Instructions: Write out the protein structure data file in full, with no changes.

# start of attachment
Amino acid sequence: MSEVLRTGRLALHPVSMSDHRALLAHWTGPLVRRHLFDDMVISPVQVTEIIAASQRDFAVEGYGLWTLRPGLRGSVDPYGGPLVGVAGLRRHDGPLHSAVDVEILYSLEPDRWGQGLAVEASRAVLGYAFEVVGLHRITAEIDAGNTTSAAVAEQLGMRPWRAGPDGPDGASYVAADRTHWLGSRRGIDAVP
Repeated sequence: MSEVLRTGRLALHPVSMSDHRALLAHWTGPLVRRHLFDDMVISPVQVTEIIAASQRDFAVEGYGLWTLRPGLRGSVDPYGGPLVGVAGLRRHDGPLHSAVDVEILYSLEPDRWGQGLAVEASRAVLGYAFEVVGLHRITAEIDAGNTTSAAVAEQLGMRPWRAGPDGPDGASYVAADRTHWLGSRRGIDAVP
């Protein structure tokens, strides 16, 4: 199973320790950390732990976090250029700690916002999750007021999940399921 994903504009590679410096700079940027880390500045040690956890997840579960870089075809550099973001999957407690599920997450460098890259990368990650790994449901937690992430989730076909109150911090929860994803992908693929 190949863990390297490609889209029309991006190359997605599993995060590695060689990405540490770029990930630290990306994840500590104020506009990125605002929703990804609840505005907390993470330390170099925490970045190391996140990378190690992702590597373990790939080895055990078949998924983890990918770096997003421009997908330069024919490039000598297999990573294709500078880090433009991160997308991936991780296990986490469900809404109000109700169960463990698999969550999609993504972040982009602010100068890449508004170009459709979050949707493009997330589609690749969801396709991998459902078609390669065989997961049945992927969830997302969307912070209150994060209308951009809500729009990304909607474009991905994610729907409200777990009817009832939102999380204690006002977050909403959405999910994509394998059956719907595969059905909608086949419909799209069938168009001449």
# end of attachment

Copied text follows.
Amino acid sequence: MSEVLRTGRLALHPVSMSDHRALLAHWTGPLVRRHLFDDMVISPVQVTEIIAASQRDFAVEGYGLWTLRPGLRGSVDPYGGPLVGVAGLRRHDGPLHSAVDVEILYSLEPDRWGQGLAVEASRAVLGYAFEVVGLHRITAEIDAGNTTSAAVAEQLGMRPWRAGPDGPDGASYVAADRTHWLGSRRGIDAVP
Repeated sequence: MSEVLRTGRLALHPVSMSDHRALLAHWTGPLVRRHLFDDMVISPVQVTEIIAASQRDFAVEGYGLWTLRPGLRGSVDPYGGPLVGVAGLRRHDGPLHSAVDVEILYSLEPDRWGQGLAVEASRAVLGYAFEVVGLHRITAEIDAGNTTSAAVAEQLGMRPWRAGPDGPDGASYVAADRTHWLGSRRGIDAVP
């Protein structure tokens, strides 16, 4: 199973320790950390732990976090250029700690916002999750007021999940399921 994903504009590679410096700079940027880390500045040690956890997840579960870089075809550099973001999957407690599920997450460098890259990368990650790994449901937690992430989730076909109150911090929860994803992908693929 190949863990390297490609889209029309991006190359997605599993995060590695060689990405540490770029990930630290990306994840500590104020506009990125605002929703990804609840505005907390993470330390170099925490970045190391996140990378190690992702590597373990790939080895055990078949998924983890990918770096997003421009997908330069024919490039000598297999990573294709500078880090433009991160997308991936991780296990986490469900809404109000109700169960463990698999969550999609993504972040982009602010100068890449508004170009459709979050949707493009997330589609690749969801396709991998459902078609390669065989997961049945992927969830997302969307912070209150994060209308951009809500729009990304909607474009991905994610729907409200777990009817009832939102999380204690006002977050909403959405999910994509394998059956719907595969059905909608086949419909799209069938168009001449």